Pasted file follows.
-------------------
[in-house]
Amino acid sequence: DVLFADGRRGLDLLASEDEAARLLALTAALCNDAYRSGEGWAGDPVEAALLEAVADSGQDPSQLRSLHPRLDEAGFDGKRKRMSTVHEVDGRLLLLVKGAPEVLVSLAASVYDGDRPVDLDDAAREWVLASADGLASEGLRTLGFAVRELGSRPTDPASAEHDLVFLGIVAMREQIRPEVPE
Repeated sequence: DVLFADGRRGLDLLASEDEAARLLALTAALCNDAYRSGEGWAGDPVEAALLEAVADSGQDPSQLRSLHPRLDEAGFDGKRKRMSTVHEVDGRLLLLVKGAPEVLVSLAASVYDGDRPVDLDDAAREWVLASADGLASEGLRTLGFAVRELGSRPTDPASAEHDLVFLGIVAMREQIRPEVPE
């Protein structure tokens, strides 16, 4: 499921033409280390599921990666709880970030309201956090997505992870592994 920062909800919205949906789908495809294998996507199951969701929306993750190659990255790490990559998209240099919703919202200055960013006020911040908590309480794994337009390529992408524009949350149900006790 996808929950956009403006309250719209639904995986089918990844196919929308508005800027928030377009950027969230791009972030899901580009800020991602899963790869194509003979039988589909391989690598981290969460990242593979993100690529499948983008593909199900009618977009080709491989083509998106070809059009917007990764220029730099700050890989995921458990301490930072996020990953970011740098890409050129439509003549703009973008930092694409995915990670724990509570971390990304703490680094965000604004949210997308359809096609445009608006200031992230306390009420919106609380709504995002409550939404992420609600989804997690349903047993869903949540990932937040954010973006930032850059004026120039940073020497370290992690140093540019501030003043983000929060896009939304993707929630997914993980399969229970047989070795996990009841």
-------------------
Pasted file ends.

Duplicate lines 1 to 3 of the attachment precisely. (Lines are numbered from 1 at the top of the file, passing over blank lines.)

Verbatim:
[in-house]
Amino acid sequence: DVLFADGRRGLDLLASEDEAARLLALTAALCNDAYRSGEGWAGDPVEAALLEAVADSGQDPSQLRSLHPRLDEAGFDGKRKRMSTVHEVDGRLLLLVKGAPEVLVSLAASVYDGDRPVDLDDAAREWVLASADGLASEGLRTLGFAVRELGSRPTDPASAEHDLVFLGIVAMREQIRPEVPE
Repeated sequence: DVLFADGRRGLDLLASEDEAARLLALTAALCNDAYRSGEGWAGDPVEAALLEAVADSGQDPSQLRSLHPRLDEAGFDGKRKRMSTVHEVDGRLLLLVKGAPEVLVSLAASVYDGDRPVDLDDAAREWVLASADGLASEGLRTLGFAVRELGSRPTDPASAEHDLVFLGIVAMREQIRPEVPE